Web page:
because they will all know me,
      from the least of them to the greatest,”
   declares the Lord.
   “For I will forgive their wickedness
      and will remember their sins no more.”


The people of God shall become numerous and prosperous. In Hebrews 8:8; 8:9, this place is quoted as the sum of the covenant of grace made with believers in Jesus Christ. Not, I will give them a new law; for Christ came not to destroy the law, but to fulfil it; but the law shall be written in their hearts by the finger of the Spirit, as formerly written in the tables of stone. The Lord will, by his grace, make his people willing people in the day of his power. All shall know the Lord; all shall be welcome to the knowledge of God, and shall have the means of that knowledge. There shall be an outpouring of the Holy Spirit, at the time the gospel is published. No man shall finally perish, but for his own sins; none, who is willing to accept of Christ's salvation.

From the Epistles
Hebrews 10:10-18
New Priest New Sacrifice once for All

10:10 And by that will, we have been made holy through the sacrifice of the body of Jesus Christ once for all.

11 Day after day every priest stands and performs his religious duties; again and again he offers the same sacrifices, which can never take away sins. 12 But when this priest had offered for all time one sacrifice for sins, he sat down at the right hand of God, 13 and since that time he waits for his enemies to be made his footstool. 14 For by one sacrifice he has made perfect forever those who are being made holy.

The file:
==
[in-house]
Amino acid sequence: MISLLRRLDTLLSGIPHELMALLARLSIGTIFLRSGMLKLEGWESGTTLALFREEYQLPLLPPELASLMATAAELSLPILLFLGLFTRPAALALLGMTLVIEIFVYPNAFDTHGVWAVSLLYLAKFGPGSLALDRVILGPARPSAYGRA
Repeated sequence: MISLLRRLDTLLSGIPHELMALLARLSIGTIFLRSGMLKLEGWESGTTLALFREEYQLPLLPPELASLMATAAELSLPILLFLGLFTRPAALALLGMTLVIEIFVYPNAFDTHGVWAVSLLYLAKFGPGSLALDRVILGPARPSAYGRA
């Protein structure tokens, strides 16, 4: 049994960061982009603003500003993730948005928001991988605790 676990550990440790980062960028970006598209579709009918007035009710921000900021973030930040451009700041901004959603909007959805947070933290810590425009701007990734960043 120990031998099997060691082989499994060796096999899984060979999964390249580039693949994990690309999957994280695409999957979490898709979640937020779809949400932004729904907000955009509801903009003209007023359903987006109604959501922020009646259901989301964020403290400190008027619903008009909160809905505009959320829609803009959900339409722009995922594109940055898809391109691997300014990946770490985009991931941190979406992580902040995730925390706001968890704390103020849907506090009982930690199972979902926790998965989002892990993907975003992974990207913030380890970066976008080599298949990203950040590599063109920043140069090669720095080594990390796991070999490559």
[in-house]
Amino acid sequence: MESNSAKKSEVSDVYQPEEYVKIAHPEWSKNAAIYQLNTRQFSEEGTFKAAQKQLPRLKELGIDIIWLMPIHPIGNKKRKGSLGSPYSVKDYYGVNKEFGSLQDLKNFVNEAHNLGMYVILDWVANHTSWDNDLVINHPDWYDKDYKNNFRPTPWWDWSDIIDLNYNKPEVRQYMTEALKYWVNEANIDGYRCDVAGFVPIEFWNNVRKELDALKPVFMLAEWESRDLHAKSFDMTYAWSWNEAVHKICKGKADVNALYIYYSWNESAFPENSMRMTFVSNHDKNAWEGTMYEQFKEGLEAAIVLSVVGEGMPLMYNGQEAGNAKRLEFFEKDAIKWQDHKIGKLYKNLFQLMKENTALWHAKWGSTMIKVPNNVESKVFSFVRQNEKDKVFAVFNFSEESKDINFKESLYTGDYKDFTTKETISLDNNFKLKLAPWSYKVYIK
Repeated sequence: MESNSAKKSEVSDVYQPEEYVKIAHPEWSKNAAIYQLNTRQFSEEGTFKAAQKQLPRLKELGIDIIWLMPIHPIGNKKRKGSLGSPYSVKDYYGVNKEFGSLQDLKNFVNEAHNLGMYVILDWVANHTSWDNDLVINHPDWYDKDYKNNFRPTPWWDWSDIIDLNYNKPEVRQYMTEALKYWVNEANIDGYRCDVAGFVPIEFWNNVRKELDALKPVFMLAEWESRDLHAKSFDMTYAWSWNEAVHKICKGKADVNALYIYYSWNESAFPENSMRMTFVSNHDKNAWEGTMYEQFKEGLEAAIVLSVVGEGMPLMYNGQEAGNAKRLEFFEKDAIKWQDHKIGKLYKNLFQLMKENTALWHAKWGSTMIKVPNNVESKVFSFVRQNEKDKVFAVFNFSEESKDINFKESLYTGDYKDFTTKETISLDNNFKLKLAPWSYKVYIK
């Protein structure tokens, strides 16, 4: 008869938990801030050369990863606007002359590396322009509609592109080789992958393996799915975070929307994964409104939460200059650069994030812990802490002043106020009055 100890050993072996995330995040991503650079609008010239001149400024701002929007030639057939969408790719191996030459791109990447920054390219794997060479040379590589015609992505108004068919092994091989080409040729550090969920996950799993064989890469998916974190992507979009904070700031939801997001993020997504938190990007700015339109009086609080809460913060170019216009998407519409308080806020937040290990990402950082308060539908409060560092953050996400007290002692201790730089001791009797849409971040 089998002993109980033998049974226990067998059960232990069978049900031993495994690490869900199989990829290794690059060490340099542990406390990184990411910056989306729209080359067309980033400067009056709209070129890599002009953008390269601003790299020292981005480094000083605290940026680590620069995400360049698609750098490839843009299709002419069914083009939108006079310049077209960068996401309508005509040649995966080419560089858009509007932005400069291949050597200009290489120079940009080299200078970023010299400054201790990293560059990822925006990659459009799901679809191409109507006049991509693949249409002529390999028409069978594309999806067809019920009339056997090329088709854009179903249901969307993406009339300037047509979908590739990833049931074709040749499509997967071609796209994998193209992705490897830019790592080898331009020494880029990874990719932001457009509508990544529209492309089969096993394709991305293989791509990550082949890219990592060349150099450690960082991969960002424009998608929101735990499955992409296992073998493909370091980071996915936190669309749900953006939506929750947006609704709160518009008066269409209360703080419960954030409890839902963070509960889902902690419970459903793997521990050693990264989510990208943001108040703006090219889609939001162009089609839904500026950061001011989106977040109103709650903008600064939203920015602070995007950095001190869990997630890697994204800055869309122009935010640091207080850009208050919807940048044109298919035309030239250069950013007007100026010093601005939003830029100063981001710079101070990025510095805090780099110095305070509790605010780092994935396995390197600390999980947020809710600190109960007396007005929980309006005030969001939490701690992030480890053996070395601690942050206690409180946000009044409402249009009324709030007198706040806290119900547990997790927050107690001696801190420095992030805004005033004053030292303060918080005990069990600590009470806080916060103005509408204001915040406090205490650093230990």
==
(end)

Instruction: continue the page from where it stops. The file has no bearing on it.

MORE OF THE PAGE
15 The Holy Spirit also testifies to us about this. First he says:

16 “This is the covenant I will make with them
      after that time, says the Lord.
   I will put my laws in their hearts,
      and I will write them on their minds.”

17 Then he adds:

   “Their sins and lawless acts
      I will remember no more.”

18 And where these have been forgiven, sacrifice for sin is no longer necessary.